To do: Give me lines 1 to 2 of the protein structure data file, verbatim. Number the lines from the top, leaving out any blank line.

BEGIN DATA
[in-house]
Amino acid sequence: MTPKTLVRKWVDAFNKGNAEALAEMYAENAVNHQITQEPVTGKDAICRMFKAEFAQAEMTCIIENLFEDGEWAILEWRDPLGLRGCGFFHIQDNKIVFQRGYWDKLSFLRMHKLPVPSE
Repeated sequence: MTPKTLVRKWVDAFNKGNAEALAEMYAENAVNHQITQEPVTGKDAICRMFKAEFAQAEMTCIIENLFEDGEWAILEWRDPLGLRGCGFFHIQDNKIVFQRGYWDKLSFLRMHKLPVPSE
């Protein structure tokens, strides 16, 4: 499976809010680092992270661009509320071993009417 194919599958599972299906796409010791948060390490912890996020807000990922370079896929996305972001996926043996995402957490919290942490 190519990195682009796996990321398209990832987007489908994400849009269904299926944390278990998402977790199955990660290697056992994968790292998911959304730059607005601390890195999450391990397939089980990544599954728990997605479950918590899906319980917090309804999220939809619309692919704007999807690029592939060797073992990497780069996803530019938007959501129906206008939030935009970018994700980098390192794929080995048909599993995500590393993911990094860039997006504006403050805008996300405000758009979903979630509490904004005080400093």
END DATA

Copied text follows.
[in-house]
Amino acid sequence: MTPKTLVRKWVDAFNKGNAEALAEMYAENAVNHQITQEPVTGKDAICRMFKAEFAQAEMTCIIENLFEDGEWAILEWRDPLGLRGCGFFHIQDNKIVFQRGYWDKLSFLRMHKLPVPSE